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BBQ LOVERS Blog

Barbecue Basics: 10 Top Terms to Know

Mon, Feb 24, 2020 at 4:35PM

Barbecue Basics: 10 Top Terms to Know

Local weather may still be chilly, but barbecue season will be here before you know it! Now is the perfect time to brush up on your grilling know-how in preparation for the cookouts and cook-offs ahead—and for that, Colt’s has you covered. Read on as we share top ten barbecue terms you should know.

Barbecue

We all know what barbecue is—right?

Well, barbecue actually warrants a spot on our list of need-to-know terms because it has a few interesting meanings. It can refer to the style of cuisine, the cooking tool itself, or the kind of get-together where friends and family dig into burgers, hot dogs, steaks and other grilled staples. Florida foodies will be interested to know that the word stems from the word barabicu, from Florida’s native Timucuan language, and was also used among the Caribbean’s Arawak population. Who knew that our sunny slice of the globe was so essential to barbecue history?

Bark

For many foodies, the best part of any barbecue dish is bark—a.k.a., the dark, crunchy, subtly sweet exterior of a pork butt or brisket.

Burnt ends

One of the best ways to enjoy some quality, chewy bark is via burnt ends—the sliced-off odds and ends of brisket that used to be seen as scrap meat. Today’s barbecue fanatics, though, know better, and covet the crunchy exterior and juicy, flavorful interior of this beloved beef. (Colt’s tip: Try our aptly named Burnt End Sandwich for a medley of mouthwatering chopped brisket and smooth, tender pulled pork!)

Baby back

Baby back ribs are a beloved barbecue staple, including here at Colt’s! Even casual foodies know them when they see them—subtly curved and super tender, they’re a mainstay of barbecue cuisine. If you’ve ever wondered about the name, the answer is simple—baby back ribs are smaller than spareribs (a.k.a. St. Louis-style),  hence the “baby” part of their name.

St. Louis-style

St. Louis-style ribs are straighter in shape, as they are cut without rib tips, and are known for their exquisite marbling which leads to a fantastic, tender flavor. These ribs are served saucy, typically grilled first as opposed to other types of ribs, before being coated in the sweet-yet-tangy tomato-based St. Louis sauce (there’s a delicious reason why St. Louis eats more barbecue sauce per capita than any other city in America!). Try Colt’s St. Louis Ribs, Baby Backs or both on the same platter.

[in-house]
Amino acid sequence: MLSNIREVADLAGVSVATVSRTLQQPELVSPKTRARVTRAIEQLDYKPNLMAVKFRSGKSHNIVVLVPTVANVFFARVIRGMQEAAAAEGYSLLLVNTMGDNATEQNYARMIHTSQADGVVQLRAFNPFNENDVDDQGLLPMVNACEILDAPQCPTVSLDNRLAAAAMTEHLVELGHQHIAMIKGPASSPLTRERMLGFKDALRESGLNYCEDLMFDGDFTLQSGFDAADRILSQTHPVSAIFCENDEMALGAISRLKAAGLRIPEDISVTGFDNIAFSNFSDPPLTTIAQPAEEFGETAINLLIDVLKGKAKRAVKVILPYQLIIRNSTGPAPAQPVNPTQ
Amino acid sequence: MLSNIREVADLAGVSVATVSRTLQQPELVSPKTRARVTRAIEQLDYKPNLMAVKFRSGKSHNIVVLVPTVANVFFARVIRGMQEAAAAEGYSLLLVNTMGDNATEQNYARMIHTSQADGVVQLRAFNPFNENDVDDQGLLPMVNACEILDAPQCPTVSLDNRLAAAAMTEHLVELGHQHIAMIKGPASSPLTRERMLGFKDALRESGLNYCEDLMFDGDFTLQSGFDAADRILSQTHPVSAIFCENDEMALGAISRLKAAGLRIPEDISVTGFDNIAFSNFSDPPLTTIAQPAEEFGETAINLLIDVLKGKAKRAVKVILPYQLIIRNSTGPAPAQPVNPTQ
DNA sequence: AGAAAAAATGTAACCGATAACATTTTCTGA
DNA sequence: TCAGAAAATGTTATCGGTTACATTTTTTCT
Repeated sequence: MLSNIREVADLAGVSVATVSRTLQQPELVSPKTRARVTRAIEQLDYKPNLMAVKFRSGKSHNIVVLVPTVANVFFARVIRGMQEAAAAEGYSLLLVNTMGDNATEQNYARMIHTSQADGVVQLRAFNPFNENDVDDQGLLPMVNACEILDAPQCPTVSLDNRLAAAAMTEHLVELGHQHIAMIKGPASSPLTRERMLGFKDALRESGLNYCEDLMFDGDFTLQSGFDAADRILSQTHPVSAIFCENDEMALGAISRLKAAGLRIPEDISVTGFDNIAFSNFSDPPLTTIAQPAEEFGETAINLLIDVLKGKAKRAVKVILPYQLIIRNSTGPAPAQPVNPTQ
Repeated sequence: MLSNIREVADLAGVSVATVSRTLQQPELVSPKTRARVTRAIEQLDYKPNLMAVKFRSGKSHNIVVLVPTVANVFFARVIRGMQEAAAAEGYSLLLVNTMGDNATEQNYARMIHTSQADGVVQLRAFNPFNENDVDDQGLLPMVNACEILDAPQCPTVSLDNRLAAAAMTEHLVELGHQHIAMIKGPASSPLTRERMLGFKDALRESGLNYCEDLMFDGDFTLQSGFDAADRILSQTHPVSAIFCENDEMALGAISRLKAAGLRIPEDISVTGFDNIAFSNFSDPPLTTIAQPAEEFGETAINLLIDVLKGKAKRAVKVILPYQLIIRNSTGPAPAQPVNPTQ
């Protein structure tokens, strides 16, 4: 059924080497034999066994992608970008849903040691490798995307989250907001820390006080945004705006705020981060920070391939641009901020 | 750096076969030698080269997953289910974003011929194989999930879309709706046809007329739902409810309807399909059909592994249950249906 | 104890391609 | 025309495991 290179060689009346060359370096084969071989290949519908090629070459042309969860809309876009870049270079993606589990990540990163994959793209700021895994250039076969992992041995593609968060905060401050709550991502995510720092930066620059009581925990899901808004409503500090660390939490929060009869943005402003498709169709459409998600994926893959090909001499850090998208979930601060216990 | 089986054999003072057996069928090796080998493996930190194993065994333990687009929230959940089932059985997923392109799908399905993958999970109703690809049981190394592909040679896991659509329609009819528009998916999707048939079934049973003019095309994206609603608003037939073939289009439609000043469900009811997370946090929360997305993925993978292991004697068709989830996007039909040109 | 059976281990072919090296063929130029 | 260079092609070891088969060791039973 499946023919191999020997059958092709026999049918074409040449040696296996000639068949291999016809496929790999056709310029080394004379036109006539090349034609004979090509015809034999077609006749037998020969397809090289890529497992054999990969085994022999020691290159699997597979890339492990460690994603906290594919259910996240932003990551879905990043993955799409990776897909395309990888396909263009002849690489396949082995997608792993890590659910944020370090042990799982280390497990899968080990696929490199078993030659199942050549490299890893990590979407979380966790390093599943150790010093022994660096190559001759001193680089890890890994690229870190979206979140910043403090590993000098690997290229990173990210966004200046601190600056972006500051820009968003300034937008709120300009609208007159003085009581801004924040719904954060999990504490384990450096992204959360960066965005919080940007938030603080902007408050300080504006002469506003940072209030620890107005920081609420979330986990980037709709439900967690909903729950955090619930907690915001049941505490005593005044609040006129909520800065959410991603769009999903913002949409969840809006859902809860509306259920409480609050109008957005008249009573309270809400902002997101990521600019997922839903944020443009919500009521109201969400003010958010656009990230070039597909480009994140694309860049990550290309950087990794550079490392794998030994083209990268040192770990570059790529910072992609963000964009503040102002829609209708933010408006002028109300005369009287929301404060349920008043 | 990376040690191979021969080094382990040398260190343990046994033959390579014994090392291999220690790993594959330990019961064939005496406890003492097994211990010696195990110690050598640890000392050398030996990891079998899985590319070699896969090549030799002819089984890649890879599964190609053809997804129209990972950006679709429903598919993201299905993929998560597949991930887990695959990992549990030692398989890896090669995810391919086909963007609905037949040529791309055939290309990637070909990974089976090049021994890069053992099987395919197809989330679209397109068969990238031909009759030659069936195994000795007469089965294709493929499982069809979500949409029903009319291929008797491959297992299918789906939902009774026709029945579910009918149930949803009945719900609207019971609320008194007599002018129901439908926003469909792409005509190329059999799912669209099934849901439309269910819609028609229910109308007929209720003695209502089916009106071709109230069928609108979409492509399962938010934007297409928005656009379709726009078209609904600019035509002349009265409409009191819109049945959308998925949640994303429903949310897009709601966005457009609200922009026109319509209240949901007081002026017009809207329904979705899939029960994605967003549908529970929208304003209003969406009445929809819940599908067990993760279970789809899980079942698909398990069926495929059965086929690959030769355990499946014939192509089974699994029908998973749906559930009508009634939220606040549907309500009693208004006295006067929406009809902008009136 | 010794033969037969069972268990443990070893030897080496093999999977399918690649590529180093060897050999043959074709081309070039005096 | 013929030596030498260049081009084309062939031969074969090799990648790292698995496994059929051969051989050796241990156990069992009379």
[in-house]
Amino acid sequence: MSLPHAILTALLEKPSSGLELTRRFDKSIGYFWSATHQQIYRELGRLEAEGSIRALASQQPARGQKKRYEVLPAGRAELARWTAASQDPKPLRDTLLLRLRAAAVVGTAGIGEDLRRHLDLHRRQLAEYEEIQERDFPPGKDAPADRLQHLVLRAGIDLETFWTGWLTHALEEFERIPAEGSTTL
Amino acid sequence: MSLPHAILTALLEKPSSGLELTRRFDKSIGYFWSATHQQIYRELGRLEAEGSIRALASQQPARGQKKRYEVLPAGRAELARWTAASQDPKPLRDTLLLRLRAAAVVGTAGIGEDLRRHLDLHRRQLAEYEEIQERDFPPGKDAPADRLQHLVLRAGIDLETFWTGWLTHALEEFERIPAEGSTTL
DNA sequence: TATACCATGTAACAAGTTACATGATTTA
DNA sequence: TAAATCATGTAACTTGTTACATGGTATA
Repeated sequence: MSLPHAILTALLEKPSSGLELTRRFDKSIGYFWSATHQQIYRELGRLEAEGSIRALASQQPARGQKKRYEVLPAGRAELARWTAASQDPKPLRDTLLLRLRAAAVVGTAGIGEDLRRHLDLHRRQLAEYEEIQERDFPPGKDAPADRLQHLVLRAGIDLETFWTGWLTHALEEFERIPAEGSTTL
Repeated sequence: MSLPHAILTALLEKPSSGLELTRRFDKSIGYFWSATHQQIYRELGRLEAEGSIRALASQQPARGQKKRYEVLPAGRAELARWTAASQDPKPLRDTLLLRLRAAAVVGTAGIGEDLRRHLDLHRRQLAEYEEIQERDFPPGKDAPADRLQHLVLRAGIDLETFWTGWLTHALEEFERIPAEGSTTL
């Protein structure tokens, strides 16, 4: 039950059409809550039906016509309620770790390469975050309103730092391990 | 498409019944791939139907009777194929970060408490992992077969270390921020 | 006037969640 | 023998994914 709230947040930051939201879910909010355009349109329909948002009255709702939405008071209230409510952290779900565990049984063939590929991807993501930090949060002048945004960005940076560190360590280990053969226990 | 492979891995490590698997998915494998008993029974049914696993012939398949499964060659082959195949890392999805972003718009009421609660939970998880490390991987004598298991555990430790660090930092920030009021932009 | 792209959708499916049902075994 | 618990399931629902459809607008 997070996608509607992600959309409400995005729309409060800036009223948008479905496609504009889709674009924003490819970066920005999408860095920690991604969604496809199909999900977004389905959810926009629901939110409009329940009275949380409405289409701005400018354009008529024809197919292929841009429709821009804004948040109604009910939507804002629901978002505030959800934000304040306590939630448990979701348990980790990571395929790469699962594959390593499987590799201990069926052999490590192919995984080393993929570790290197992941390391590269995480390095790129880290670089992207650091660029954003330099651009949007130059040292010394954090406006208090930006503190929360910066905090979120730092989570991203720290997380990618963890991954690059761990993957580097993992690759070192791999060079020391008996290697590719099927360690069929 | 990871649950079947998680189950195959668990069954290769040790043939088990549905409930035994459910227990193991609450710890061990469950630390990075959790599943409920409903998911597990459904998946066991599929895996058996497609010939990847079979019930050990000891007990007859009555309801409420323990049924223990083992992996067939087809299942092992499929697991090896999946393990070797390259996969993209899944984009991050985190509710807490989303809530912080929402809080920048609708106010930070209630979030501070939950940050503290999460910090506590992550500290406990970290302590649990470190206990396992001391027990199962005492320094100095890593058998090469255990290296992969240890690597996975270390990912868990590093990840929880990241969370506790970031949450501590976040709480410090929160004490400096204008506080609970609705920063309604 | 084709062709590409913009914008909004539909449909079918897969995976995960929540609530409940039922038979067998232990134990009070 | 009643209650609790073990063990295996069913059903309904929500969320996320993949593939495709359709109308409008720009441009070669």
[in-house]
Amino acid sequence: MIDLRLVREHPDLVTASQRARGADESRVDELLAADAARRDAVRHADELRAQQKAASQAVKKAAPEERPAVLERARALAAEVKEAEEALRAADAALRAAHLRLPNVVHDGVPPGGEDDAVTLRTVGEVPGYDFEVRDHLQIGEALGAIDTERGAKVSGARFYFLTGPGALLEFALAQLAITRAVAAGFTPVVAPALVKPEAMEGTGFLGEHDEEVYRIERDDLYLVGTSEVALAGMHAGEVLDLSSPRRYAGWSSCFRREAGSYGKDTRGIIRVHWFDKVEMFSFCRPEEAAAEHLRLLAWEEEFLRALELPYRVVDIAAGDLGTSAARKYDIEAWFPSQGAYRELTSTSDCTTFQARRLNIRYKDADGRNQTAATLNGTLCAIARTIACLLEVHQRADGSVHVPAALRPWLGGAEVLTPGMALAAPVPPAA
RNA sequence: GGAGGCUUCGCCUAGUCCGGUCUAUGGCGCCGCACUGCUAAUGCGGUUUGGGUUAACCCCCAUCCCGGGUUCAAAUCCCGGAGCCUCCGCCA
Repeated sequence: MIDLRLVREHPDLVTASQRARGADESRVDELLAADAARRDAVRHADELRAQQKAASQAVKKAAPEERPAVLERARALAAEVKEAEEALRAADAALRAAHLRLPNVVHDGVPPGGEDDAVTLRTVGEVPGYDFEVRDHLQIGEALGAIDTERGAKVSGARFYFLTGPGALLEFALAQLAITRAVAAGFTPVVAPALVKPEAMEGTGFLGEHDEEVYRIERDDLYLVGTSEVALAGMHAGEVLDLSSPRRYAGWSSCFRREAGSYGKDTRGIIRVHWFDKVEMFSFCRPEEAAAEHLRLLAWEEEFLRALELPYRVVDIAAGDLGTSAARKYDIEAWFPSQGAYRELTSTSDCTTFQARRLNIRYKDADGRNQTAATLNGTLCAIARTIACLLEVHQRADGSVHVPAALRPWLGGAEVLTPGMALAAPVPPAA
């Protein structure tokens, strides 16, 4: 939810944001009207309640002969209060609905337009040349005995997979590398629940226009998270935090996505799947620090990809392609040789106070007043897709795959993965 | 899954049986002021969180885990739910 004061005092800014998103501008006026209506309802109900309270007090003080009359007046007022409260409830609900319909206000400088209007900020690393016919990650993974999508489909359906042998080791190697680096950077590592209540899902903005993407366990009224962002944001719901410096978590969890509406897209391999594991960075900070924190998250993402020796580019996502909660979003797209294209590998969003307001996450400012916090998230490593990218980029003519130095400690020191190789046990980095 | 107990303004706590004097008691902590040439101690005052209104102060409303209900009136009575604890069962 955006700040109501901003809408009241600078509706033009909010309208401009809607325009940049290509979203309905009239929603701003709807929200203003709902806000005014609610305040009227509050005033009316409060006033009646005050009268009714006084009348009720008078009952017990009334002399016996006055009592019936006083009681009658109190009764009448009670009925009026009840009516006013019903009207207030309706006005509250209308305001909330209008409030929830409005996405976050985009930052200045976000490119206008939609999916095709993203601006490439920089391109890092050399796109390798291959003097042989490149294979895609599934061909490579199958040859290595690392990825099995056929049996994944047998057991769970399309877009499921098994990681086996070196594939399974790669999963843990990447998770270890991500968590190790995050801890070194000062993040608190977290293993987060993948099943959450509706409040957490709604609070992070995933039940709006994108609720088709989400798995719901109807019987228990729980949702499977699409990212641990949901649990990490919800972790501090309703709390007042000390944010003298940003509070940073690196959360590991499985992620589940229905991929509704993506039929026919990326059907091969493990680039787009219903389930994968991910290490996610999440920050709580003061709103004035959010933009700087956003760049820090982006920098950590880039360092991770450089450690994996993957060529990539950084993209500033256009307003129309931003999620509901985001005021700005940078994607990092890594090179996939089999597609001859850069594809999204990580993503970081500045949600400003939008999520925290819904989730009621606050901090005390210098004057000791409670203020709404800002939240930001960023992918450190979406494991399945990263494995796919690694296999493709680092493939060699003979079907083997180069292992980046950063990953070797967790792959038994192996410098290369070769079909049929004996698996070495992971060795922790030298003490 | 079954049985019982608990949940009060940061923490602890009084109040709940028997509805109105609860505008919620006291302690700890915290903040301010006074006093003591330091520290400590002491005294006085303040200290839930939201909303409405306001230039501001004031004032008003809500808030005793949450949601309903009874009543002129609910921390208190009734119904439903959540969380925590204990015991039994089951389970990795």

Direct heat

You probably use direct heat often without even realizing what it is! This barbecue method refers to applying food directly to a heat source—think, searing steak on an open flame, or roasting marshmallows or hot dogs around a campfire.

Indirect heat

Indirect heat, on the other hand, is perfect for the “low and slow” method of preparing a delicious brisket, whole chicken and other barbecue favorites. Smoking your meat is a type of indirect heat method. Often, you will use a combination of both direct and indirect heat to achieve the perfectly cooked meat with an outer texture that’s deliciously brown and crisp.

Maillard reaction

Speaking of brown and crisp…

There’s a name for the kind of magic that happens when a steak is seared, chicken grilled, or French fries, well, fried. It’s called the Maillard reaction, and it describes the process in which amino acids and sugars in your food chemically react under heat and create a dark, delicious color and even better flavor.

Rub

Remember the bark we mentioned earlier? One of the secrets to a successfully crispy, sweet exterior is the rub: a blend of spices and seasonings applied to meat before being cooked to create a delicious crust. Every chef has a rub he or she swears by for the ultimate flavor and texture—and as you get into the swing of grilling, you will, too!

Secret Sauce

Not so fast! We here at Colt’s can’t reveal our secret sauce, but we believe every chef ought to have one. Experiment with different sauce options to arrive at the perfect complement to a rack of ribs or delicious sandwich, like our chopped brisket Fat Boy. (This barbecue term is so influential, that it has even taken on a metaphorical meaning! Someone who has the “secret sauce” in a professional environment, for example, has a skill or way of doing things that helps set them apart from the rest.

We hope that today’s guide helps enhance your grillin’ vocabulary! Of course, for those days when you crave classic barbecue flavor without having to slip on your chef’s hat, Colt’s is here to help. Swing by your nearest Colt’s—you can find us in Ormond Beach, Orange City and, soon, New Smyrna Beach—to enjoy delicious barbecue and fall-off-the-bone flavor that will inspire your own culinary adventures.  


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